When you go into a movie screening without any knowledge of the film, it’s exciting. Most movies these days are loud, colourful, and overly complicated, like the writers never learned how to keep things concise. And then there’s “Danny Doom,” directed by Matthew Wilson. This movie is subdued and overly simplified.
This film is shot to make it come across as a documentary of some sort or some kind of riff on “Napoleon Dynamite” from back in 2004. There are a lot of people who do not like “Napoleon Dynamite,” they don’t get it. They can’t relate to it. Then there are the fans who can quote every line and frequently do so in regular conversation. Heck yes!
“Danny Doom” is about a boy, Danny (Gavin Michaels), born on September 11, THAT September 11, the one we all know about from either having lived through it or read about it in the newer history books. The day the world supposedly changed forever after men on hijacked planes attacked the United States.
Now, when I think about 9/11, I feel sadness. I know exactly where I was when the Twin Towers were hit. I was in Memorial Hall taking a literature class at the University of Delaware. Clearly, Danny was just being born and has no memory of this day, but according to him, he is known as “Danny Doom” simply because of his birthdate. My first thought is that this kid needs to get over himself because he’s alive and thousands of people died on that date. However, for the sake of reviewing this film, I figure I should let that part go and just keep watching.
Boy oh boy Danny
Danny goes from wanting to start a drama team as part of a youth ministry with Pastor Jack (Vinnie Duyck) to then running to some girl’s house after he finds out she is newly single. Seriously, this kid has never been to her house, he apparently knew where she lived due to social media. Yet, he knocks on her door the same day she breaks up with a guy. I’m not sure if God has someone else for either of those two, but 8 minutes into this film and I am already so done with Danny. Megan Hendrickson (Brett Hargrave), single or not, is also so done with Danny.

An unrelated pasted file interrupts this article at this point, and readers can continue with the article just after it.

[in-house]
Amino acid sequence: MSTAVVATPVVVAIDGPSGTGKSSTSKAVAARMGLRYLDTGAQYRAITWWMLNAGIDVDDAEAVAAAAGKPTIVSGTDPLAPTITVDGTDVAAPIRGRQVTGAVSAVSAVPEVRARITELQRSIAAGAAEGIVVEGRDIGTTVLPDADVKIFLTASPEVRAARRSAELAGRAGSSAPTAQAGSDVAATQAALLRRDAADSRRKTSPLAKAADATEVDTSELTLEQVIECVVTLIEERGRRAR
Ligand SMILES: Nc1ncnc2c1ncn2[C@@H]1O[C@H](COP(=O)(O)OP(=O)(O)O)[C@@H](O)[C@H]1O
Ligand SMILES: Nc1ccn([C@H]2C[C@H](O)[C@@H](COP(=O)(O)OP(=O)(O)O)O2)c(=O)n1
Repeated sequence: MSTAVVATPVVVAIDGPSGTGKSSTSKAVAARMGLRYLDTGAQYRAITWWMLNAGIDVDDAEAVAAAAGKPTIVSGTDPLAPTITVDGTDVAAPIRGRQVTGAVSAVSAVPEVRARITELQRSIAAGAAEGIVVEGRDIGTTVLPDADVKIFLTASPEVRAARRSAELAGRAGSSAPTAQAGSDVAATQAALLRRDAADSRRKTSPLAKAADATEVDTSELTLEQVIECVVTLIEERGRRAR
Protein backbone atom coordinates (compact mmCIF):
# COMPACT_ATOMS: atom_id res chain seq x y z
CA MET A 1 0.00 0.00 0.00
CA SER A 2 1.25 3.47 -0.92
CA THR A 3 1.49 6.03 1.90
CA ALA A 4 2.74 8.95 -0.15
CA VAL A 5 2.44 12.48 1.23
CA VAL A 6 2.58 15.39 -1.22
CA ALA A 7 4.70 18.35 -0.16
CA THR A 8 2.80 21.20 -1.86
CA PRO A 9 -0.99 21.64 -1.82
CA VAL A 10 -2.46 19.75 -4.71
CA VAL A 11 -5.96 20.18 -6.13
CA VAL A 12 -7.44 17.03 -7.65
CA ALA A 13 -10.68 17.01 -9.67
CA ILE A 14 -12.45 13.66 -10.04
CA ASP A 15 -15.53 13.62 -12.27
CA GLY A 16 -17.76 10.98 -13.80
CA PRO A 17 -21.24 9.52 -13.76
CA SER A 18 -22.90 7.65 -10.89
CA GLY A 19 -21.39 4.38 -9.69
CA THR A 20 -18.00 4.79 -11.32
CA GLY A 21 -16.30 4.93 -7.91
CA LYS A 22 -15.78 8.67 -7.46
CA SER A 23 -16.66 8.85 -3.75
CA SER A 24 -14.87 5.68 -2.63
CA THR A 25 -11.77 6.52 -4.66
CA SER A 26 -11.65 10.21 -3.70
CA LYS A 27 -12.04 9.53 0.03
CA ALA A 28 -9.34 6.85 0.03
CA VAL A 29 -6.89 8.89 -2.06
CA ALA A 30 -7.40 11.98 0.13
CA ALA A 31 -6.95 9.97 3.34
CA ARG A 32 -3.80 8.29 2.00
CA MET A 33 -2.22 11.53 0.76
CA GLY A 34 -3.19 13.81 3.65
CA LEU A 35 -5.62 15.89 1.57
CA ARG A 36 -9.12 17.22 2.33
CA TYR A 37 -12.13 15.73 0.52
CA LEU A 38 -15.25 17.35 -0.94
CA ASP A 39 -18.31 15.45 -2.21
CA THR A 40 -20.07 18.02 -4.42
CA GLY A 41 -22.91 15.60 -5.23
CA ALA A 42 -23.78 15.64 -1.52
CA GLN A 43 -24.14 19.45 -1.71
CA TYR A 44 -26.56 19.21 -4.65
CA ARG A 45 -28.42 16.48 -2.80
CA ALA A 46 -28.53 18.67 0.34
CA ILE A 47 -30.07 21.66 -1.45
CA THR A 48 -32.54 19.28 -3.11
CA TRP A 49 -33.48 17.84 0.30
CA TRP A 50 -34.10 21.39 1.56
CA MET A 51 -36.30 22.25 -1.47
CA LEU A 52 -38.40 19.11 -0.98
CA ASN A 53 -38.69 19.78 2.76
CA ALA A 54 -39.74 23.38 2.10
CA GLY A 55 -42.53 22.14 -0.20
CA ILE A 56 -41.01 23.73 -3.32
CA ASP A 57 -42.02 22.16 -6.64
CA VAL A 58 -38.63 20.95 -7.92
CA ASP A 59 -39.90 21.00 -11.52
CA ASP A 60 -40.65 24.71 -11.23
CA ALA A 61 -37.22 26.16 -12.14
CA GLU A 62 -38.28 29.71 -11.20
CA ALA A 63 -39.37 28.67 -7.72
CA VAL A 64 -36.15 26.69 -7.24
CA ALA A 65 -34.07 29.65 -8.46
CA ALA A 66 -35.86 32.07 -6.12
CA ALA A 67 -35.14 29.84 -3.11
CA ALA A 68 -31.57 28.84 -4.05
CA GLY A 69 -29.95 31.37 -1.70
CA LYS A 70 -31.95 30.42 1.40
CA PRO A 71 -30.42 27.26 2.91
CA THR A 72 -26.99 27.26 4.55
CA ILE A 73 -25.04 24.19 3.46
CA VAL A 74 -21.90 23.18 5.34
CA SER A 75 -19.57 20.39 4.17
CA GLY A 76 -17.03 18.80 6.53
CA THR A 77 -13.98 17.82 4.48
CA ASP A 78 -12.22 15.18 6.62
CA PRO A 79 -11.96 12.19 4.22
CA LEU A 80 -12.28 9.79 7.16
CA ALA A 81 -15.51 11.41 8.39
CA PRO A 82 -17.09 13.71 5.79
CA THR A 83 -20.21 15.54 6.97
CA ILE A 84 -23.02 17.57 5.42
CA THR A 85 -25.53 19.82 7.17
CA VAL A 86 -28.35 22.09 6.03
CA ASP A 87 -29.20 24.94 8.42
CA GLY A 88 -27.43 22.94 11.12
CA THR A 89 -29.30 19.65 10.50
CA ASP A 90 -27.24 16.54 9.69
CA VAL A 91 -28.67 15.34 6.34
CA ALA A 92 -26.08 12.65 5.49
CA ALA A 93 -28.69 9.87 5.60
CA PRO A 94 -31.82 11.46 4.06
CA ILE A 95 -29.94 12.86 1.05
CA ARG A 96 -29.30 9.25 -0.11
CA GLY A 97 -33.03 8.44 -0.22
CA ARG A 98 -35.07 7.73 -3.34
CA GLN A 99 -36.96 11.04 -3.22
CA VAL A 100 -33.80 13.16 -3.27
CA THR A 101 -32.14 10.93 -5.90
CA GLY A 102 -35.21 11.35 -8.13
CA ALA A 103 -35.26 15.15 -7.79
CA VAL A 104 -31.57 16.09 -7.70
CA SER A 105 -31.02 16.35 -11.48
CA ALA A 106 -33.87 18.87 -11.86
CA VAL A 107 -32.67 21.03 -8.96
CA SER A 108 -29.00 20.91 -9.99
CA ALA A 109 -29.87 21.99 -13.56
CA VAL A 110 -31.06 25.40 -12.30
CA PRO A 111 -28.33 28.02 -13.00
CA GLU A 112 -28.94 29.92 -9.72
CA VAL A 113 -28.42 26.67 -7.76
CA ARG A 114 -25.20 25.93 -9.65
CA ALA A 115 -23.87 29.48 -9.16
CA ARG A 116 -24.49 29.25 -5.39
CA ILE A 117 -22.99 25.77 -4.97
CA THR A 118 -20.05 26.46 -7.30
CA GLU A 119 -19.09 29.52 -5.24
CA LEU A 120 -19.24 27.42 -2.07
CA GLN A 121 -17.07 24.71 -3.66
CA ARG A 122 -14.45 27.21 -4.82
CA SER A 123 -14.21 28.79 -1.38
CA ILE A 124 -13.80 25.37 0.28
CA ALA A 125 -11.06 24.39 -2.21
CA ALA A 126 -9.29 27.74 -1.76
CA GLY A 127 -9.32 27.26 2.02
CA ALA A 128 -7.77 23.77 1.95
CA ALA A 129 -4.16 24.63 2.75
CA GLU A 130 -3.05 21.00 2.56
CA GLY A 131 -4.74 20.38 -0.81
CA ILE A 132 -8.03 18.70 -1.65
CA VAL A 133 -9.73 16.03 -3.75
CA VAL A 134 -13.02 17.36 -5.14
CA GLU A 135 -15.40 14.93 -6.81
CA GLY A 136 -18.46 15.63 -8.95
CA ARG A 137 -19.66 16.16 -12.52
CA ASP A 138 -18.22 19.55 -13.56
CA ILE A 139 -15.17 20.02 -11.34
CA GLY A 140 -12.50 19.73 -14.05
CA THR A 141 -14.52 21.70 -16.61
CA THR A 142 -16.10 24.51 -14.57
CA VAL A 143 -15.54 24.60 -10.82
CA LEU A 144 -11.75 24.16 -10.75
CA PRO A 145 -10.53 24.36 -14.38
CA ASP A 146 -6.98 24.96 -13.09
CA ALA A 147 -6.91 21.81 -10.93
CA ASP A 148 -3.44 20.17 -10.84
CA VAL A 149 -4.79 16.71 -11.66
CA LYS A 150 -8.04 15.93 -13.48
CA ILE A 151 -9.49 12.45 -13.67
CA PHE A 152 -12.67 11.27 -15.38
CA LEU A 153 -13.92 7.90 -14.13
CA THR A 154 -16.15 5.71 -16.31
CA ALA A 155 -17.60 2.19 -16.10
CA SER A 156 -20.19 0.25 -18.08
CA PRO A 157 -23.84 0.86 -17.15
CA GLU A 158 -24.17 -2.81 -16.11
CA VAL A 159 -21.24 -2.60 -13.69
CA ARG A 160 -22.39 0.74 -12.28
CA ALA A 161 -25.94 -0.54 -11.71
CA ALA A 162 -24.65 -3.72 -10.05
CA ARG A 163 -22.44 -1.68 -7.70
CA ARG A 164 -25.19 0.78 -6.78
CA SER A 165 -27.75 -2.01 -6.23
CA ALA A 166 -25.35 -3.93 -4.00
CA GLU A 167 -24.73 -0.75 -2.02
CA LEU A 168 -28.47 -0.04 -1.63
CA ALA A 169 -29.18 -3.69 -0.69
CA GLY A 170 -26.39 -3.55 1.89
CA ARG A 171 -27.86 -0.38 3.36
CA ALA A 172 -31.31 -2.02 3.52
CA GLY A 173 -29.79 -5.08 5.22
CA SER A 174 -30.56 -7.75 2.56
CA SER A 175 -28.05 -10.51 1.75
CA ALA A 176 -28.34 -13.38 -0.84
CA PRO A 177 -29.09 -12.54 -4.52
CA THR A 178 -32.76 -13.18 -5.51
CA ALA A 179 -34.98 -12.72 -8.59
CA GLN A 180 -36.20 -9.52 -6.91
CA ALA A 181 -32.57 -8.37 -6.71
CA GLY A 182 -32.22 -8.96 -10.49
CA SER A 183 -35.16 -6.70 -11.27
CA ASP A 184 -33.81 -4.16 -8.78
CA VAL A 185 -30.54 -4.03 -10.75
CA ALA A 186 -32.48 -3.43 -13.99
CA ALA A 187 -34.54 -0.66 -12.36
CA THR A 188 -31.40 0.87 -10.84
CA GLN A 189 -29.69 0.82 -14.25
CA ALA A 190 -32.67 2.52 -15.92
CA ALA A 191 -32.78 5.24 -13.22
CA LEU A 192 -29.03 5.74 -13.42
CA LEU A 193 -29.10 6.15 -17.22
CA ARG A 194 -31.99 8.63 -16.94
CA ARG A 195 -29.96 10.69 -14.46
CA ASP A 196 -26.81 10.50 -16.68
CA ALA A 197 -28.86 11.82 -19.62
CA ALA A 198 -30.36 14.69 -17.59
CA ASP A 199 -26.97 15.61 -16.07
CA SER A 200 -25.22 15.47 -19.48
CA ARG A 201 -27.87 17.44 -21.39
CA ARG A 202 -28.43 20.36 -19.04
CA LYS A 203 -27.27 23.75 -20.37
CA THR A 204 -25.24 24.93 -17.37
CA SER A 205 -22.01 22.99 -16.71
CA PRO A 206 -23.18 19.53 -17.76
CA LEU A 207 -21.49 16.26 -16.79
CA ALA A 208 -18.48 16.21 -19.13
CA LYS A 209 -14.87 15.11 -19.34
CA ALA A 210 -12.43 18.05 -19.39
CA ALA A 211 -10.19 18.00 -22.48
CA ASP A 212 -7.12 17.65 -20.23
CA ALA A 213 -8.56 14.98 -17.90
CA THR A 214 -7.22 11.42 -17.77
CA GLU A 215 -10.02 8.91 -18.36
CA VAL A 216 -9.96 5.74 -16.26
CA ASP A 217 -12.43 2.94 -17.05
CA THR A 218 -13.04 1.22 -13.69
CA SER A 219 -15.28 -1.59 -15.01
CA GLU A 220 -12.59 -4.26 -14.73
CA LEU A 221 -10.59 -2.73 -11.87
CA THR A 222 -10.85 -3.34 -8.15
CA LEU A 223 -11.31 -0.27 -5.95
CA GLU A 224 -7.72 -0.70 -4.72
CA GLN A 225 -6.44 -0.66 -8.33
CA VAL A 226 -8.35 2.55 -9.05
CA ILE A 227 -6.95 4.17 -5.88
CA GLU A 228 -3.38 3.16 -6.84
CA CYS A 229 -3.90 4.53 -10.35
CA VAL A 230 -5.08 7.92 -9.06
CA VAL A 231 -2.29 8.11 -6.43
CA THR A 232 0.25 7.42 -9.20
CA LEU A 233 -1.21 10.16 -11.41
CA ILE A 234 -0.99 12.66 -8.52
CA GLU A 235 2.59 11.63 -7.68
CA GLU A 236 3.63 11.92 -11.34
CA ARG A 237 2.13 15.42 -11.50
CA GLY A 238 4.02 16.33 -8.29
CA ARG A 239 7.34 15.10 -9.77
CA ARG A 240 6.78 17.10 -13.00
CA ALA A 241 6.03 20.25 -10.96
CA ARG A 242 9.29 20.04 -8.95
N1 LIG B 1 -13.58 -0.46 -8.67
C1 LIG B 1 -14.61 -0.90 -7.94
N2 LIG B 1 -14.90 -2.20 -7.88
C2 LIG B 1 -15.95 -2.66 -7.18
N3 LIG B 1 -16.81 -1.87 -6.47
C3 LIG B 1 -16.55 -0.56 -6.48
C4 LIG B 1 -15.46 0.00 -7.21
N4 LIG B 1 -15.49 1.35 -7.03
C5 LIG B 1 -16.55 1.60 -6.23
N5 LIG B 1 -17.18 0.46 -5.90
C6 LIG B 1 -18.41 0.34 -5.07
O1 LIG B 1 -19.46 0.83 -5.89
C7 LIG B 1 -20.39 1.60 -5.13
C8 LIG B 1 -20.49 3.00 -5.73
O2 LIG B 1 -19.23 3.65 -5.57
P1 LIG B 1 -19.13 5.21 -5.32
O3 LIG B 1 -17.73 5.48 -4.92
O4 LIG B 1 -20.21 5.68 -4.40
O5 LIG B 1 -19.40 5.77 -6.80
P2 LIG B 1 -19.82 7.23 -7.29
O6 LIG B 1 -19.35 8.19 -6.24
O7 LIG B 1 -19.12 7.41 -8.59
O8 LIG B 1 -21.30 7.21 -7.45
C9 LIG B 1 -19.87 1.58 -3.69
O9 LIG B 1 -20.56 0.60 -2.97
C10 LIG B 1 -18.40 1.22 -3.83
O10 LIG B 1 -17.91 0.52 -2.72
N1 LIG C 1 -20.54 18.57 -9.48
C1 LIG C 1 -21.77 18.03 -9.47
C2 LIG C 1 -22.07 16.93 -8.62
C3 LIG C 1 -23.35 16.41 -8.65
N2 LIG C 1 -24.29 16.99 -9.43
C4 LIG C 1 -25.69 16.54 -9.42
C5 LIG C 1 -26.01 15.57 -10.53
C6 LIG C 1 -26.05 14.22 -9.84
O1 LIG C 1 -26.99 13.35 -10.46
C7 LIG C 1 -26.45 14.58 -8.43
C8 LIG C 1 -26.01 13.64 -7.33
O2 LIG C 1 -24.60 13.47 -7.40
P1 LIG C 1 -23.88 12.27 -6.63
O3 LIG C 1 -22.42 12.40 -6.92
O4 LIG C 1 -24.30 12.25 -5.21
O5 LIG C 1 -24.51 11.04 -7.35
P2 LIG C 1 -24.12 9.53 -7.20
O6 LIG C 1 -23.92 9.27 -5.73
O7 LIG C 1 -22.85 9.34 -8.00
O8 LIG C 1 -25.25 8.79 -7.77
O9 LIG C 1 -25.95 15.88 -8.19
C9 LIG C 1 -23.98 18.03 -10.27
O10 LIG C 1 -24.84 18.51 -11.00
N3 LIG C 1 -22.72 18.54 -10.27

Back to the pastor’s house since he was rejected by the girl he was obsessing over. He is told by the pastor that he should not be called “Danny Doom” but instead “Danny Do” because he is going to start a ministry, he received an internship and a scholarship. All good news, right!?
Be ready for joys and sorrows.
The pastor tells Danny that when he is tempted to be selfish, he should fight himself. I wonder how that will be possible since he has been having a pity party, which is pretty darn selfish, ever since the film started not even 10 minutes ago.
Cut to a scene inside a church with Danny and two of his friends participating in some kind of scripted youth ministry scenario. Danny goes off the handle, in some sort of unexplained, negative-nelly improv. It startles the teens in the church and his friends on stage. He then tells his ministry mates, Beau (Sean Applanalp) and Theresia (NJ Ambonisye), that he did indeed ask out Megan the very same day she broke up with her boyfriend. Danny is so dense that he takes the insight offered by his friends and turns it into some kind of creepy reason to stalk Megan.
Take your organic beets and shove them, Danny.
After Megan tells Danny to leave her alone, he ends up sulking in his bedroom like Kristin Stewart in Twilight and it further drives me to loathe his character.
Ham bones are meant to add flavor to soup, and that’s exactly what Danny does next. He becomes a ham bone in a very murky pot of soup. To disguise himself at Megan’s church, because that’s where the youth ministry is performing next, he dons a ridiculous costume of tattoos, bandanas and yellow contacts. Friends, his new persona is named “Ham Bone.”